Host-side drivers for USB devices talk to the "usbcore" APIs. There are two. One is intended for general-purpose drivers (exposed through driver frameworks), and the other is for drivers that are part of the core. Such core drivers include the hub driver (which manages trees of USB devices) and several different kinds of host controller drivers, which control individual busses.
The device model seen by USB drivers is relatively complex.
USB supports four kinds of data transfers (control, bulk, interrupt, and isochronous). Two of them (control and bulk) use bandwidth as it's available, while the other two (interrupt and isochronous) are scheduled to provide guaranteed bandwidth.
The device description model includes one or more "configurations" per device, only one of which is active at a time. Devices that are capable of high-speed operation must also support full-speed configurations, along with a way to ask about the "other speed" configurations which might be used.
Configurations have one or more "interfaces", each of which may have "alternate settings". Interfaces may be standardized by USB "Class" specifications, or may be specific to a vendor or device.
USB device drivers actually bind to interfaces, not devices. Think of them as "interface drivers", though you may not see many devices where the distinction is important. Most USB devices are simple, with only one configuration, one interface, and one alternate setting.
Interfaces have one or more "endpoints", each of which supports one type and direction of data transfer such as "bulk out" or "interrupt in". The entire configuration may have up to sixteen endpoints in each direction, allocated as needed among all the interfaces.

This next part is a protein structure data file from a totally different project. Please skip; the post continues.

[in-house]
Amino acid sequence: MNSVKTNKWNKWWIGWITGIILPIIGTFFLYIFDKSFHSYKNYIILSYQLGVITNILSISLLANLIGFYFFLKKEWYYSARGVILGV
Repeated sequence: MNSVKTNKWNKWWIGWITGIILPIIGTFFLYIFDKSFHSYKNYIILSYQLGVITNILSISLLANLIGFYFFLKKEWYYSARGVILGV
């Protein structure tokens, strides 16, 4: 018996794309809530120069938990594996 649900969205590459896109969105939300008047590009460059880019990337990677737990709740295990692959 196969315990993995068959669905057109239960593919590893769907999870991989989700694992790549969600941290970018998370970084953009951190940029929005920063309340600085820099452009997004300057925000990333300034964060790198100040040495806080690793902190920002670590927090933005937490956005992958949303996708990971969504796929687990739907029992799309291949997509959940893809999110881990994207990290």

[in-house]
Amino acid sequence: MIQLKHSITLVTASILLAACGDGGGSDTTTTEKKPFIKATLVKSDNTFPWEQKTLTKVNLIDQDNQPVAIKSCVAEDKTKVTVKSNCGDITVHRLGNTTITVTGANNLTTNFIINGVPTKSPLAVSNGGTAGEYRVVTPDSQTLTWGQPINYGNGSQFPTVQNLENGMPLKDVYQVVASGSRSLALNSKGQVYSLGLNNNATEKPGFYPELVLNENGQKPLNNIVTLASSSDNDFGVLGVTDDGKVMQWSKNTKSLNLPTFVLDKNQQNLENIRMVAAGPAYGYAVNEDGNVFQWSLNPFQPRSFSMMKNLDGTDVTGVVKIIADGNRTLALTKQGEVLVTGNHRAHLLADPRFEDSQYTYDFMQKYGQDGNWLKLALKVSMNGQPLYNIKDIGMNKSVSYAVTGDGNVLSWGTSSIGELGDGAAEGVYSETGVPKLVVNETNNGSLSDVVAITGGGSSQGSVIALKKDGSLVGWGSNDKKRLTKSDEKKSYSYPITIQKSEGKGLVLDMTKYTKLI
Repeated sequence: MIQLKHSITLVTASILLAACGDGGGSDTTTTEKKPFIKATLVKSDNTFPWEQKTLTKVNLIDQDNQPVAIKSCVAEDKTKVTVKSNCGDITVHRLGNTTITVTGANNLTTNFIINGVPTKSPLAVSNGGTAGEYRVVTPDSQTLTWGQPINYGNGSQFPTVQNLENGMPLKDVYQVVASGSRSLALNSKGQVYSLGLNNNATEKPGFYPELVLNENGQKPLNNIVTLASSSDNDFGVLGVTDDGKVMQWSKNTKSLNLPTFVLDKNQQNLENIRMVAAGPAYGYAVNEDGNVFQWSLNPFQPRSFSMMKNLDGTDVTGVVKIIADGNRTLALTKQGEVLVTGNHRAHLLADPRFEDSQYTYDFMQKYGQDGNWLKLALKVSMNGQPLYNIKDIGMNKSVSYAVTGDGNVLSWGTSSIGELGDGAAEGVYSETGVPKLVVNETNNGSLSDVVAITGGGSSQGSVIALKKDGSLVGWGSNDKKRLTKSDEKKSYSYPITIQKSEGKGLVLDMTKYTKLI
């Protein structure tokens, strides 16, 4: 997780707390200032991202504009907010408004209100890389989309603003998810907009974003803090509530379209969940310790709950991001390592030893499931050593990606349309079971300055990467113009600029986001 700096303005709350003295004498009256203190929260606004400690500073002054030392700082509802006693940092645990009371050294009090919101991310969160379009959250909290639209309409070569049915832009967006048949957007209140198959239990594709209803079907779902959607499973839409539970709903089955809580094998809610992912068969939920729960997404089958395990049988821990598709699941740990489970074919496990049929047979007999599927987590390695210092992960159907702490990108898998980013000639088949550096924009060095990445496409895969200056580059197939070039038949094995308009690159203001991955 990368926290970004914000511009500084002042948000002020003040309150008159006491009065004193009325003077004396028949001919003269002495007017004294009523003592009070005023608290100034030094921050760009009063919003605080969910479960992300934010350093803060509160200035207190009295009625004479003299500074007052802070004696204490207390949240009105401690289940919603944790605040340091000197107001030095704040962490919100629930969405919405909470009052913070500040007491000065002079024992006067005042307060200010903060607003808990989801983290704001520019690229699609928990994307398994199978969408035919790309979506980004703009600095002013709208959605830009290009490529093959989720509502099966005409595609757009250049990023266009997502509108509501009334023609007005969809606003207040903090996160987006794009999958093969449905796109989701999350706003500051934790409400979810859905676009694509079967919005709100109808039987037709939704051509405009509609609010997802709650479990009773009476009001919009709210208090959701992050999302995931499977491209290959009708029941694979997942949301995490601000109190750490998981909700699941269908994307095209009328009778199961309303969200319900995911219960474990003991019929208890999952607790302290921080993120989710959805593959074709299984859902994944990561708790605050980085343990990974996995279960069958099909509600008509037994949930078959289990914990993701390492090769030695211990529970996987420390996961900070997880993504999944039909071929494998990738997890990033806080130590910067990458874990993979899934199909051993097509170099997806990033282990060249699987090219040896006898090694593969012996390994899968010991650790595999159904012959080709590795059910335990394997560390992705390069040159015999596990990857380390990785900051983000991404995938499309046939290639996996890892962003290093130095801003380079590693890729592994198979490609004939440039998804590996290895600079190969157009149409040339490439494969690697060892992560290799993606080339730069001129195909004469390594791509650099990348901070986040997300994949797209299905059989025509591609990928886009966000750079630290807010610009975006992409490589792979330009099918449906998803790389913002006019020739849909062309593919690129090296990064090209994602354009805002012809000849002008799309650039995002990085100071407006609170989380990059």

Data transfer on USB is packetized; each endpoint has a maximum packet size. Drivers must often be aware of conventions such as flagging the end of bulk transfers using "short" (including zero length) packets.
The Linux USB API supports synchronous calls for control and bulk messages. It also supports asynchronous calls for all kinds of data transfer, using request structures called "URBs" (USB Request Blocks).
Accordingly, the USB Core API exposed to device drivers covers quite a lot of territory. You'll probably need to consult the USB 2.0 specification, available online from www.usb.org at no cost, as well as class or device specifications.
The only host-side drivers that actually touch hardware (reading/writing registers, handling IRQs, and so on) are the HCDs. In theory, all HCDs provide the same functionality through the same API. In practice, that's becoming more true on the 2.5 kernels, but there are still differences that crop up especially with fault handling. Different controllers don't necessarily report the same aspects of failures, and recovery from faults (including software-induced ones like unlinking an URB) isn't yet fully consistent. Device driver authors should make a point of doing disconnect testing (while the device is active) with each different host controller driver, to make sure drivers don't have bugs of their own as well as to make sure they aren't relying on some HCD-specific behavior. (You will need external USB 1.1 and/or USB 2.0 hubs to perform all those tests.)